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November 16, 2016
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January 12, 2000
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September 17, 1965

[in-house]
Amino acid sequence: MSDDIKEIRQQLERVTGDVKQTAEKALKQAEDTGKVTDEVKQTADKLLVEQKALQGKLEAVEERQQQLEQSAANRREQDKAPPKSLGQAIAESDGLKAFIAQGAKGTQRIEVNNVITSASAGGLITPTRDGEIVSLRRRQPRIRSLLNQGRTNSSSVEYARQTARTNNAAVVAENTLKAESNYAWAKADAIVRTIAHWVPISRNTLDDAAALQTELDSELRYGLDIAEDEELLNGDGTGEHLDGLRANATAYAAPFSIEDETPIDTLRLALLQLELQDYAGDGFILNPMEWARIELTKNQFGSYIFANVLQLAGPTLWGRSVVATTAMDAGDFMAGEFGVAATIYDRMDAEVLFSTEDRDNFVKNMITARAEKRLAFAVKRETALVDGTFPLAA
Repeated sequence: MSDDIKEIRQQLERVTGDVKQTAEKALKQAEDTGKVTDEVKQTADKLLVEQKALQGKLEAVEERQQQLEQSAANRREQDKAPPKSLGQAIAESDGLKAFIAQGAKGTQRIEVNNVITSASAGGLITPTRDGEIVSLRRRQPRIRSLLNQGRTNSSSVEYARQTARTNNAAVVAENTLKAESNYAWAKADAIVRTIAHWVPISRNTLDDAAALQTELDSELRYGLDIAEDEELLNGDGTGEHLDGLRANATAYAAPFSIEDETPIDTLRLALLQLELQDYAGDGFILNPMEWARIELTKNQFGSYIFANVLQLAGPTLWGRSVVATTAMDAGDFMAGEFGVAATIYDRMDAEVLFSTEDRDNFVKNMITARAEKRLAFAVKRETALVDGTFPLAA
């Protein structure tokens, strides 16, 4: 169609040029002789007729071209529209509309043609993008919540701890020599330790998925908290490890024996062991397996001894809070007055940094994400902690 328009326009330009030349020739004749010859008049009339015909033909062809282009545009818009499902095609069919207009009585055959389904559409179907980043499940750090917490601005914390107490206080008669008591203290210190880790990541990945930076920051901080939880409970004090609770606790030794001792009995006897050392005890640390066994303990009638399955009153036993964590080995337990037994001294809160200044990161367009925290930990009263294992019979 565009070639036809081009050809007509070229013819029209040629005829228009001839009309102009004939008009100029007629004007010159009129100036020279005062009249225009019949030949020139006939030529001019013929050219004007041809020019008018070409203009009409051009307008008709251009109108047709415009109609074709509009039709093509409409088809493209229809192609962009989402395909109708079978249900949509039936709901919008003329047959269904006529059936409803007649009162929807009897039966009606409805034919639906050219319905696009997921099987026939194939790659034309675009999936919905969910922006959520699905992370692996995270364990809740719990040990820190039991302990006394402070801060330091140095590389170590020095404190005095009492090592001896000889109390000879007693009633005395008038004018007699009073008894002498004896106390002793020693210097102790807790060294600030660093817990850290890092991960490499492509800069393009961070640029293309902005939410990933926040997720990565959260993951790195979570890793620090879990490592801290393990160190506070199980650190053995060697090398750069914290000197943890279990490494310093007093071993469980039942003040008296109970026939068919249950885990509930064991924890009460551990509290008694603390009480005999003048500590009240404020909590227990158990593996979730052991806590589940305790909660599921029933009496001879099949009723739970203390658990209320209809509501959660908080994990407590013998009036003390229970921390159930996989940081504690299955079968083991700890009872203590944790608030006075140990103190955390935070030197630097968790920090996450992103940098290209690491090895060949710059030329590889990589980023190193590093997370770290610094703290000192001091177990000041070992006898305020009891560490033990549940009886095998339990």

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Approved For Release 2000/04/~~:~~c~R~P79T01003A002300230002-9 17 ptembcr 1+6;5 MEMORANDUM FOR: Chief, Dissemination Control Branch, DD~CR FROM Acting Chief , Publications Staff, ORR SUBJECT Transmittal of Material It is requested that the attached c i op es of CIA~RR CB ~ ~A r.:i.culture 3n Larnm~;a~~x+ ~,,,,,,~~,.~_ -- ..._. _ ~?5~~ ~'r~3s~e~t~ State, INR Communications Center, Room 6527, State Dept. Bldg. Suggested distribution for Embassies in Berlin, Buchare~~, $~~~&~~ Mc~scot~a, ~'x'ague, Safia.~ Waa?s~,tir,, inn, IAndon,. CarzT~erra, F~rng Kt3n~, ~ac~ ~~aw~ 25X1A Attachments: ~p~ea ~,U -- X221. ~f' ~~-54 cet CG~fRB Approved For Release 2000/04/17 SE~~~~- I{]~ ~ru y~p ' ~4k7~~~7" 'fFia d~ssmrn~rn~~d~it rc:~,u:'.-2d by c this rnemora~x~um'has been cam~lle[~,, i~Y.'~~,lS`~ 01003A002300230002-9 Approved For Release 2000/04/17 Project No, 21.4600 P79T01003A002300230002-9 Report Series CIA./RR CB 65-50 Title: Prospects for Agriculture in Communist Countries as of Mid-Au ust Ig65 (SECRET) Responsible Analyst and Branch R/AG 25X1A RECOMMENDED I7ISTRIBUT.tON TO STATE POSTS B, Germany Bucharest, Romania Budapest, Hungary ~IGloscow, USSR 4-a--Prague, Czechoslovakia ,.Sofia, Bulgaria _"~--Warsaw, Poland Europe Belgrade, Yugoslavia Bern, Switzerland `-B"onn, Germany Brussels, Belgium Copenhagen, Denmark Geneva, Switzerland Helsinki, Finland The Hague, Netherlands Lisbon, Portugal `? London, England Luxembourg, Luxembourg Madrid, .Spain Oslo, Norway Paris, France Rome, Italy Stockholm, Sweden Vienna; Austria Pacific Wellington, New Zealand Manila, Philippines '?-Canberra, Australia Melbourne, Australia Far East --.--- Bangkok, Thailand Djakarta, Indonesia Hong Kong Rangoon, Burma Kuala Lumpur, Malaya Saigon, Vietnam Seoul, Korea Singapore, British Malaya Taipei, Formosa Tokyo, Japan Vientiane, Laos Colombo, Ceylon Near East & South Asia Ankara, Turkey Athens, Greece Cairo, Egypt Damascus, Syria Kabul, Afghanistan Karachi, Pakistan New Delhi, India Nicosia, Cyprus Tehran, Iran Baghdad, Iraq Tel Aviv, Israel Beirut, Lebanon Amman, Jordon Jidda, Saudi Arabia --Ottawa, Canada Approved For Release 2 Mexico Guatemala Panama Brazi.llia, Brazil Buenos Aire;, Argentina Bogota, Colambi.a Santigao, Chile La Paz, Bolivia Montevideo, Uruguay Caracas, Venezuela Africa Yaounde, Ca~.neroun Leopoldville, Congo Addis Ababa, Ethopia Accra, Ghana Abidjan, Ivory Coast Nairobi, Kenya Monro?~ria, Liberia Tripoli, Libya Rabat, Morocco Lagos., Niger:~a Mogadiscio, ~iomal Khartoum, Sudan Tunis, Tunisia Pretoria, South Africa Algiers, Algeria Cotonou, Dahomey Dakar, Senegal Bamako, Mali ~x~~l~ T01003A002300230002-9 daw~;rading' and:.?; AcClaa'~iflCatfntl ~?> ` n` ~~wed For Release 2000/04.~~~-RDP79T01003A002300230002-9 CONIMEIVTS ON ~ CRITIQUE OF C1A BRIEF' CB 65-50 25X1 C 25X1 C 25X1 C 25X1 C 25X1 C 25X1 C 25X1 C The following comments are in response to The presents a critique of CTA's early crop estimate for 1965 in Communist China as presented in CIA/RR CB 65-50, "Prospects for Agriculture in Communist Countries as of mid-August 1965." 25X1 C disagrees with the CIA estimate of production of winter wheat and winter miscellaneous grains in 1965 as being too low. 2. CIA does not agree that the material presented in either or in the Cheng-chow announcement of 23 August 1965 is conclusive evi- dence supporting an estimate of a 1965 winter wheat harvest-about eque~l to that of 1.961+. In particular we would like to call to attention the fact that in- ferences drawn from the provincial press that the area sown to wheat was only a "few percent less" than that of 1961+ and that the acreage of 1965 crop "was greater than 1963" are not borne out by a compilation of provincial winter wheat acreage statistics. These statistics are as follows: Approved For Release 2000/04/1 ~~: ~ ~ ~RP79T01003A002300230002-9 Approved For Release 2000/04~~~;~~ RDP79T01003A002300230002-9 ~" `? `~ ~ 000 hectares 1964 1g~ __ 1, 7 1, 533 1, 500 Sinkiang 640 667 740 Szechwan 1,050 (approx) 1,500 {approx) 1,333 Anhwei 1,680 {approx} 1,850 (approx} 1,$00 Hopei 1, 533 2,187 7-, 333 Honan 4, 667 4, 867 4, 000 Shansi 870 933 867 Shantung 3,667~ 3 867 15~ 17~ ~ 1 , 90 Ninghsia na 60 67 Kiangsu na 1, 214 1, 400 200 Kiangsi na ~ ~ l Total China (derived) 20,895 22,385 ~ 20,218 St may be noted from the above data that provinces for which data are available for each of the 3 years, 1863-65, normally account for about 75 percent of the total winter wheat acreage. ~ Provinces for which data are available for 1964 and 1965 account for some 83 percent of the total winter wheat acreage. From these data we estimate that the acreage of winter wheat in 1965 was some 10 percent below the level of 1g64 and 3 percent below the level of 1863. However, some of the decline in 1965 was made up by the sowing of buckwheat (ra~,id maturing, but low yielding) in Hopeh and Honan. Approved For Release 2000/04/17 : ~~~79T01003A002300230002-9 'w Approved For Release 2000/04/17 ~~~A~~DP79T01003A002300230002-9 r 25X1 C 25X1 C While it is true that Radio Chengchow, Honan, announced on 23 .August that the total output achieved in 1965 "represented an increase of more than ~+0 per- cent on the 196+ figure", the same editorial admitted that "during wheat sowing last autumn 70 days of continuous rain resulted in extreme difficulties" and only about two-thirds of the target area was successfully sown. Admittedly the target area for sowing is not known, but a sowing plan failure of this magnitude would certainly make suspect a claimed ~+0 percent increase in production. CIA believes that although rainfall was above normal April 1965 over most of the winter wheat area, the quantities involved s~rere rather small, ranging from less than once inch (25mm) in Northern Hopeh to around ~+ inches (100mm) in the southern extremity of the North China Plain. These quantities are not believed tc ha~~e been sufficient to compensate far the extrgmely dry winter and spring nog ~'or the adverse conditions unde~? which the crop was sown. The tardiness ire. is in itself a factor which the Chinese have admitted normally reduced ;~i.elds. It should also be noted that Approved For Release 2000/04/17 :CIA-RDP79T01003A002300230002-9 ~~~~~~ Approved For Release 2000/04/17, P79T01003A002300230002-9 ~~ . ~ h 25X1 C rainfall during May averaged only about 50 percent of normal over most of the ma,~or wheat growing areas, and except for northern Anhwei and northern B~.angsu, was anly about 75 percent of normal during June. 3. With, respect to winter miscellaneous grains, CIA does not agree; with that the p3?oduction of these crops was about the se~xne as in 196+. These grains, largely barley and beans, are concentrated main:Ly 3.n southern and central Anhwei, so~zthern Kiangsu, Szechwan, and in Central Considerable acreages of winter miscellaneous grains are also found in Hnru~a.n and southwest China. The acreage of these crops are normally small in South China. It has been admitted by the Chinese that the acreage of winter mis- cellaneous grains is down in th.e majority of the more important regions. because of the wet autumn of 196+ and a shift of some miscellaneous grain areas into winter wheat. Although most of these provinces claimed that the total acreage of fall-sown crops. was "near normal", a larger portion was admittedly devoted to green manure crops (thus reducing the acreage of winter grains, and to a lesser extent, rape . For example, in Szechwan the acreage of all win'~ter grains was xeduced from 3,300,000 hectares in 196+ to about 2,827,000 hectares in 1965 and in Hunan from 2,253,000 hectares in 196+ to 2,067,000 hectares in ;1965. Approved For Release 2000/04/17 : ~~h4=RDP7~~9--T01003A002300230002-9 ~6~ iApproved For Release 2000/04/1F~DP79T01003A002300230002-9 However, the acreage of green manure crops in Hunan increased by 267,000 hectares during this period. The acreage of winter grains was admittedly down in Anhwei in 1965 and in Kiangsu there was a decrease of about 200,000 hectares in winter miscellaneous grains. CIA now believes that the acreage of winter 25X1 C 25X1 C miscellaneous grains was about 15 percent less than in 1964. However, yields are believed to have been relatively better than in the mayor winter wJzeat areas but less than in 1964. 4. C?A also does not believe that there have been "general crop failures." However, there are strong indications that the winter grains were seriously affected by poor weather conditions in many areas. The extent of crop losses varied between localities and regions. In any event, there is little relationship between the relative bountifulness of the: rape harvest and that of the winter wheat harvest since, the two crops are, far the most part, grown in different areas of the country. It is believed tYia,t the L acreage of rape was maintained in 1965 at about the same level as in 1964 (1.9 million hectares} despite serious sowing problems in some areas. This -5- Approved Fdr Release 2000/04/17 : CI~~T01003A002300230002-9 ?' ,_ J R. i~pproved For Release 2000/04/1~f~F~DP79T01003A002.300230002-9 crop probably is grown an better land and receives conaiderabl.y mare specialized treatment. 5. CIA's latest assessment of the late harvest (CB 65-62, Oct 65) is that the outlook is currently somewhat more favorable than it was in 1964; h~awever, the increase in the output of fall-harvested grain will at best do little more than compensate for the estimated decline of about 4 million tons in the harvest of early grains. 6. In fact, CIA believes that the total harvest of grain in 1965 will not deviate significantly from the mediocre crop of 1964 which is now estimated to have been between 170 and 175 million tons. While it is true that the pop- elation has increased by at least 60 million (end of year 1965 since-1961,/62, there has been no significant deterioration in food supplies. This situation has been made possible by net imports of more than 5 million tons of grain per year and by substantial gains in the production of nongrain foods, pri~ria,rily from the private sector. The availability of nongrain foods is estimated to x have increased from 200 calories per capita per day in 1961/62 to 350 calories per capita per day in 1965/66, accounting for 18 percent of the total calorie intake of 1,900 calories per capita per day in 1965/66. This appears i;o Approved For Release 2000/04/17 :-CAA=RDP79TQ,~003A002300230002-9 n^. s~ ~A~proved -For Release 2000/04 ~ ~~ ~=RDP79T01003A002300230002-9 ,~ correspond with the food consumption levels reported by refugees from South China whose food availability during the 196+/65 consumption year reportedly averaged about 1,g00 calories per capita per day. This level is apparently being maintained thus far in 1965/66. The level of production of nongrain foods required to provide 18 percent of the total caloric intake is entirely feasible 25X1 C on the basis of a "mix" of nongrain foods as consumed by refugees from South China in recent years. 7, reports from 25X1 C travelers in~recent years have indicated that the food supply has improved great~.y over the very poor situation in 1860/61. however, indicate that the improvement has come about through increased supplies of non- grain foods rather than through increases in the grain ration. In addition, most of the travelers' reports are based on observations in urban areas or in rural areas adjacent to major population centers. There is a significant lads of specific information on the food situation in the remote rural areas, particularly those in North China that have been beset by natural calamities during the past three years. In many of these areas, miscellaneous grains (such as corn-, millet, and _7_ Approved For Release 2000/04/17 :CIA-I~I~ ~ 1003A002300230002-9 Approved For Release 2000/04/17 ~I~P79T01003A002300230002-9 pulses are a principal staple in the diet. The production of these grains was sharply reduced in the autumn of 196+ and probably will not be significantly better this year. Zt is believed that rather severe food shortages may have occurred in many areas of North China in the winter and spring of 1965 and may be repeated in some areas during the coming winter and spring, Admittedly, however, it is extremely difficult to generalize on the food situation i.n the rural areas of a country the size of China. Far example, since the breakup of the communes, the production team has been given the responsibility for dis~tri- button of foodstuffs to its members. Distribution of grain to team members is made after deducting the government tax and procurement quotas. As a result, food rationing and distribution will vary not only between provinces and counties in China but also between production teams within the same commune. 8. CTA information on Chinese grain contracts for delivery in 1865 and 1966 are as followso Source Amount Date of Contract Delivery ` Date Ar entina l million tons 12 Apr '65 Apr?-Oct 1965 100,000 tons Oct '65 Oct?-Nov 1865 (100 option on above Australia 1.1 million tans 1.5 million tons 22 Oct '6~+ Nov '6~+-Jun '65 1.2 million tons 3 Apr '65 JunE:-Dec '65 2.7 million tans -8- Approved For Release 2000/04/17 :CIA-RDP79T01003A002300230002-9 .?~ V ~ t ' F;; `' Cs approved For Release 2000/04/17 : ~I~ "-1~~~79T01003A002300230002-9 Source Amount 7:~,~,te of Contract Deliver Date Canada 700,000 tons 22 Jan '65 100,000 tons 28 Jan '65 1.5 million tons 2~+ Ma,y '65 625L000 tons 22 Jul '65 2.9 million tons Total to Date 6.7 million ?tons Feb-June '65 n n it Jul '65-Apr '66 ' 65-Jizl ~ 66 Approved For Release 2000/04/17 ~~ F~ A 79T01003A002300230002-9 Approved For Release 2000/04/17 :CIA-RDP79T01003A002300230002-9 25X1 C Next 3 Page(s) In Document Exempt Approved For Release 2000/04/17 :CIA-RDP79T01003A002300230002-9 RECOR[~ OF REVIEYJ OF ORR PUBLICATIONS FOR SECURITY/SAN ITIZATION APPROVAL 25X1A SUBJECT ~J / rte// BR N EX H +`~''J Y ~~ ~~/~~'~ SECURITY REVIEW /Gl ~~$"" yl~ SANITIZING INSTRUCTIONS ITEM DATE INITIALS UNEDITED DRAFT ,~// ~,~,~5 .+~-T''' l~GC~'~~~ `~.f"" - ~ 25X1 C EDITED DRAFT DELETE RELEASABLE TO FOREIGN RECIPIENT YES NO X SUBSTITUTE X 25X1 C REMARKS i`G''Qi ~%'S~a'_ _ _" c~ ~.sZ-c7 ..~%i~ ? !9'"i ~~P/' /ja/',yyL G ~Ci~~% ~~ ~~~ _ - "~ ~C_ ~'~G?-~ a~ .~'-sr~2~G~ ~( ,~.,e~~' "------._______. 25X1 C G ~,'~.~p~ ~ 25X1 C 25X1 A -T~7~ c~:.